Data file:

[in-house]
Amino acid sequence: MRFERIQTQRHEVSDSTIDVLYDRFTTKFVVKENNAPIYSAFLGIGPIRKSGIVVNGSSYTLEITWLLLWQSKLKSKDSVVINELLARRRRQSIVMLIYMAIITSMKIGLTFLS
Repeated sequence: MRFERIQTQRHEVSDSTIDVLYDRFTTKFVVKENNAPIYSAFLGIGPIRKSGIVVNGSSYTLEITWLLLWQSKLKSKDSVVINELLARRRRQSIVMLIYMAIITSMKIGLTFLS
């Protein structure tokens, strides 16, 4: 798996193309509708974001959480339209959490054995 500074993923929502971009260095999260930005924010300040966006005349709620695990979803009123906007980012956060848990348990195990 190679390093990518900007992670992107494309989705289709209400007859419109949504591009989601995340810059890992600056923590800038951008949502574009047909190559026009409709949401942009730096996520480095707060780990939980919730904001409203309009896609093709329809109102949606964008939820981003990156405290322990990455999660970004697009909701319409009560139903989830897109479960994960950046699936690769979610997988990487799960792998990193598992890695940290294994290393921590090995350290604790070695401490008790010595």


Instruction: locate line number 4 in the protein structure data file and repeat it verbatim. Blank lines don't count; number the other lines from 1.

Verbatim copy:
């Protein structure tokens, strides 16, 4: 798996193309509708974001959480339209959490054995 500074993923929502971009260095999260930005924010300040966006005349709620695990979803009123906007980012956060848990348990195990 190679390093990518900007992670992107494309989705289709209400007859419109949504591009989601995340810059890992600056923590800038951008949502574009047909190559026009409709949401942009730096996520480095707060780990939980919730904001409203309009896609093709329809109102949606964008939820981003990156405290322990990455999660970004697009909701319409009560139903989830897109479960994960950046699936690769979610997988990487799960792998990193598992890695940290294994290393921590090995350290604790070695401490008790010595």